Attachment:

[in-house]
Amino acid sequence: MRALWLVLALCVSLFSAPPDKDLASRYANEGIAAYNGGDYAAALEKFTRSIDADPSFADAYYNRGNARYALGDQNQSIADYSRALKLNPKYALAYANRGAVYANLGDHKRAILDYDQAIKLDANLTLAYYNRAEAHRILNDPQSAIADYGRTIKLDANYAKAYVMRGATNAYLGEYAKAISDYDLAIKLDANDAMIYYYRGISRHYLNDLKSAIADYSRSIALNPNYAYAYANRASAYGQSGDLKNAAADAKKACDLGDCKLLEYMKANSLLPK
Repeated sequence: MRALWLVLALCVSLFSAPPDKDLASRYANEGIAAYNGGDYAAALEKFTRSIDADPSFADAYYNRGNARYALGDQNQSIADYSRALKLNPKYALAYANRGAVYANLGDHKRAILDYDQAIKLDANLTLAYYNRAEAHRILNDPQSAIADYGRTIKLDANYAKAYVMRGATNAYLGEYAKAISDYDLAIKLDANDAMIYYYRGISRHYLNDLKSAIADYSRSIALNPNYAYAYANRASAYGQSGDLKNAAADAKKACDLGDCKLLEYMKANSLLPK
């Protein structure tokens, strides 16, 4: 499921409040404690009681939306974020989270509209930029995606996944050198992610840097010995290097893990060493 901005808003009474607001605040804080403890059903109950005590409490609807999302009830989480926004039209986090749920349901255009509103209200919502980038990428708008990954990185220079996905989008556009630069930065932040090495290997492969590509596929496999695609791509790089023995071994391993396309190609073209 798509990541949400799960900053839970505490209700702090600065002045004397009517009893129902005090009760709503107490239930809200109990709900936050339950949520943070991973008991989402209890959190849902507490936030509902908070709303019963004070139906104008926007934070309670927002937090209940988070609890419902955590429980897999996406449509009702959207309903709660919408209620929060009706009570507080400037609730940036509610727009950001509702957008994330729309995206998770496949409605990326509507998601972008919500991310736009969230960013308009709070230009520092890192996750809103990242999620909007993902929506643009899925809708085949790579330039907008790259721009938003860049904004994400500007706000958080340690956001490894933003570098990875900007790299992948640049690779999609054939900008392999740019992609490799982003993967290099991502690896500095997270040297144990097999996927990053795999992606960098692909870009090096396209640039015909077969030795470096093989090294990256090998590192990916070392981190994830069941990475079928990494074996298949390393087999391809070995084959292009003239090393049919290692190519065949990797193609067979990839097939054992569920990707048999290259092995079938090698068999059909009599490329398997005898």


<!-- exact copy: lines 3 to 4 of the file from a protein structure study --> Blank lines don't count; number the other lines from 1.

Repeated sequence: MRALWLVLALCVSLFSAPPDKDLASRYANEGIAAYNGGDYAAALEKFTRSIDADPSFADAYYNRGNARYALGDQNQSIADYSRALKLNPKYALAYANRGAVYANLGDHKRAILDYDQAIKLDANLTLAYYNRAEAHRILNDPQSAIADYGRTIKLDANYAKAYVMRGATNAYLGEYAKAISDYDLAIKLDANDAMIYYYRGISRHYLNDLKSAIADYSRSIALNPNYAYAYANRASAYGQSGDLKNAAADAKKACDLGDCKLLEYMKANSLLPK
């Protein structure tokens, strides 16, 4: 499921409040404690009681939306974020989270509209930029995606996944050198992610840097010995290097893990060493 901005808003009474607001605040804080403890059903109950005590409490609807999302009830989480926004039209986090749920349901255009509103209200919502980038990428708008990954990185220079996905989008556009630069930065932040090495290997492969590509596929496999695609791509790089023995071994391993396309190609073209 798509990541949400799960900053839970505490209700702090600065002045004397009517009893129902005090009760709503107490239930809200109990709900936050339950949520943070991973008991989402209890959190849902507490936030509902908070709303019963004070139906104008926007934070309670927002937090209940988070609890419902955590429980897999996406449509009702959207309903709660919408209620929060009706009570507080400037609730940036509610727009950001509702957008994330729309995206998770496949409605990326509507998601972008919500991310736009969230960013308009709070230009520092890192996750809103990242999620909007993902929506643009899925809708085949790579330039907008790259721009938003860049904004994400500007706000958080340690956001490894933003570098990875900007790299992948640049690779999609054939900008392999740019992609490799982003993967290099991502690896500095997270040297144990097999996927990053795999992606960098692909870009090096396209640039015909077969030795470096093989090294990256090998590192990916070392981190994830069941990475079928990494074996298949390393087999391809070995084959292009003239090393049919290692190519065949990797193609067979990839097939054992569920990707048999290259092995079938090698068999059909009599490329398997005898």